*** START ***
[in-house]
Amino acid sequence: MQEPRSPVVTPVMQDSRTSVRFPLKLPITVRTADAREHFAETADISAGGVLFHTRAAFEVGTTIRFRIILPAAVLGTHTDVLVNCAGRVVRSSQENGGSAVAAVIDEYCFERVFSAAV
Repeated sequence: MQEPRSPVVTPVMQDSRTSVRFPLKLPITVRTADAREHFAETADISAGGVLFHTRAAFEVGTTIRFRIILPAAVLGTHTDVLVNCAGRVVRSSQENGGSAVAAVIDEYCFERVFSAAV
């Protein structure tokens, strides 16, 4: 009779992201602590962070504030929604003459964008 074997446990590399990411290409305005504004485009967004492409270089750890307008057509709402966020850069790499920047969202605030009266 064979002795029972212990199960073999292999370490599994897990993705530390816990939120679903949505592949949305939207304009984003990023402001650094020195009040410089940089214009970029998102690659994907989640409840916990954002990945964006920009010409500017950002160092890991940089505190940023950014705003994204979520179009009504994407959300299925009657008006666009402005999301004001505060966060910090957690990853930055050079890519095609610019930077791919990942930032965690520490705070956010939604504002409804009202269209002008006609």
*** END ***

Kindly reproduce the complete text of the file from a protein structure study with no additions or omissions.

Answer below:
[in-house]
Amino acid sequence: MQEPRSPVVTPVMQDSRTSVRFPLKLPITVRTADAREHFAETADISAGGVLFHTRAAFEVGTTIRFRIILPAAVLGTHTDVLVNCAGRVVRSSQENGGSAVAAVIDEYCFERVFSAAV
Repeated sequence: MQEPRSPVVTPVMQDSRTSVRFPLKLPITVRTADAREHFAETADISAGGVLFHTRAAFEVGTTIRFRIILPAAVLGTHTDVLVNCAGRVVRSSQENGGSAVAAVIDEYCFERVFSAAV
């Protein structure tokens, strides 16, 4: 009779992201602590962070504030929604003459964008 074997446990590399990411290409305005504004485009967004492409270089750890307008057509709402966020850069790499920047969202605030009266 064979002795029972212990199960073999292999370490599994897990993705530390816990939120679903949505592949949305939207304009984003990023402001650094020195009040410089940089214009970029998102690659994907989640409840916990954002990945964006920009010409500017950002160092890991940089505190940023950014705003994204979520179009009504994407959300299925009657008006666009402005999301004001505060966060910090957690990853930055050079890519095609610019930077791919990942930032965690520490705070956010939604504002409804009202269209002008006609």